It is rather an understatement to say that the world has changed since the beginning of 2020. The things we took for granted have changed, potentially irreversibly. The phrase “new normal” covers so much of our day to day lives but with the apparent success of the vaccine rollout, what will our future hold?
One of the biggest areas of change has been in the world of work. Huge sections of the economy (retail and hospitality to name two) have been altered beyond recognition and it’s highly likely that they will not return to pre 2020 ways of operating.
In March 2020, huge swathes of the working population were told to work from home. For some, this was a welcome relief whilst for others it presented some logistical challenges.
Prior to the first lockdown, we were often asked about firms attitudes to flexible and home working. For a multitude of reasons, the ability to work from home on occasion was seen as a significant benefit. These included childcare and family responsibilities but also covered the desire to be away from the interruptions of the office environment in order to “get things done”.
It would be fair to say that employers attitudes to home or “agile” working was mixed. Some firms actively embraced the policy with a weekly “admin” day a normal occurrence. Others had what was in essence a zero tolerance policy where the expectation was that everyone was in the office, Monday to Friday, without exception.
For those firms who embraced agile working, the initial lockdown saw minimal or limited disruption. In contrast, firms who had to become used to a completely new way of working and lacked the IT infrastructure to support the circumstances engaged in a rush to try and master the technological options.
In the early stages of the initial lockdown, we found that there was an overwhelmingly positive attitude towards the new way of working. Employees largely enjoyed the greater flexibility that working from home presented and Employers were seeing the opportunities and cost savings what were available. One client in Central London was looking to reduce their office footprint, anticipating savings in excess of £100,000 per annum.
It is often said that we are all in the same storm, but not necessarily in the same boat. This has certainly been reflected in the range of video calls we have engaged in over the past twelve months. We have seen a variety of environments, from dedicated home offices and quiet spaces to cramped corners of kitchens and dining rooms…plus the occasional bedroom.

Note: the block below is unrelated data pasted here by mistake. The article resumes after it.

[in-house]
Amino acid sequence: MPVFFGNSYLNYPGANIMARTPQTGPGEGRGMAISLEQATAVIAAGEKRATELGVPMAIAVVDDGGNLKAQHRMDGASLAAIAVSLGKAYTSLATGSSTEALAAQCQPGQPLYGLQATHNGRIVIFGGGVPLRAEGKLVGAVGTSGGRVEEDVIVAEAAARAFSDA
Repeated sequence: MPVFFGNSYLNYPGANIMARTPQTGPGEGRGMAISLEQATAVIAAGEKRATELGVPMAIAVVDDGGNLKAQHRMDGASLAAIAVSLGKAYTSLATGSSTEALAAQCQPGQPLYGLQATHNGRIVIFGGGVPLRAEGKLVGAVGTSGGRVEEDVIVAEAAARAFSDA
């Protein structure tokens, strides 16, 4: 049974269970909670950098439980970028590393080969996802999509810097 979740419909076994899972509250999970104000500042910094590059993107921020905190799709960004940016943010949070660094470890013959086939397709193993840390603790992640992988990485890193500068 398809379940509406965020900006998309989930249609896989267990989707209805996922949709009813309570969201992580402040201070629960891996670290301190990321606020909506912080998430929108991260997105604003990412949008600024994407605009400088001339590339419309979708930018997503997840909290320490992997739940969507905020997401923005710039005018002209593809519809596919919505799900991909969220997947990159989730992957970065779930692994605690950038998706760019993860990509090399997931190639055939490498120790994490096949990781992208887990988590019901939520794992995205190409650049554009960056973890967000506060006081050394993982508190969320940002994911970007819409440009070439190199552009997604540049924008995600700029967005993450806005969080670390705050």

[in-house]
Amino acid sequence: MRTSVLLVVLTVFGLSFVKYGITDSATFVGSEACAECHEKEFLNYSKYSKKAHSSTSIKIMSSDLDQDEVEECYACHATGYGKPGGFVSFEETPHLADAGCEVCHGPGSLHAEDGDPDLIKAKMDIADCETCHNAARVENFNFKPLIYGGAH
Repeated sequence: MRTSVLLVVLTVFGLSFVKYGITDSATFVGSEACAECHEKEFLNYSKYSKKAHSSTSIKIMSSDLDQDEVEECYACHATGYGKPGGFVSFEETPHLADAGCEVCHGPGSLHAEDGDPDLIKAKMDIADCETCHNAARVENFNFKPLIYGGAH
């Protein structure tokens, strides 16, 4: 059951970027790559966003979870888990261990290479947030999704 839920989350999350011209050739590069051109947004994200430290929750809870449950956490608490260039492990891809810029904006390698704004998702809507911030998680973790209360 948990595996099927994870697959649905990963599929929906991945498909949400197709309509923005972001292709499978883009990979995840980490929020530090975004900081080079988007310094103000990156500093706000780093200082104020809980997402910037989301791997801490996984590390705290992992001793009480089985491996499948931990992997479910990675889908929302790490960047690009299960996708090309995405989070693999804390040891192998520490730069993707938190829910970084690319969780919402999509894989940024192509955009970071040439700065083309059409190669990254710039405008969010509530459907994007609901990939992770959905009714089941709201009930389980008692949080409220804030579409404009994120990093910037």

In addition, the “privacy”…or lack of has been a significant contrast. There have been some entertaining distractions with family members sometimes playing a starring role. My favourite was Daniel, aged three and three quarters (very important) who had to tell me about his dinosaurs (Rexy and Tiggataurus). This did provide the opportunity for his mother to nip off to get a coffee whilst I learned an awful lot about the duo!
However, as things have moved through 2020 and into 2021, we have seen a steady shift in attitudes and people’s views on home working. The growth of “lockdown fatigue” as well as the range of individual domestic circumstances has seen the enthusiasm for remote working diminish.
We have seen a shift in people’s attitudes and the biggest change has been the desire to return to the office to be able to interact with non family members. To have those impulsive moments of cooperation and collaboration as well as being around other humans and share the often banal goings on of everyday life.
This has coincided with a changing outlook from employers, with some reporting that they are seeing a noticeable drop off in productivity from staff. As such, the number who saw full remote working as their future business model and now plotting hybrid and full office operations.
The return to “normal” working patterns will be at best gradual as firms look to find a model which suits business needs and mitigates staff concerns as we learn more about the impact of the pandemic and effectiveness of vaccines. In addition, for City Centre based work there will be the requirement for flexible travel arrangements including a new season ticket regime.
We hope that the light at the end of the tunnel isn’t a false dawn and that we can look forward with genuine confidence to returning to a degree of normality. It is unlikely that we will return to the same environment that preceded the pandemic, but we now have a greater understanding of what we can and cannot do in order to manage the health of the population.
We took many thanks for granted and when some of the more “mundane” and “trivial” things became unavailable, we discovered just how much we missed them.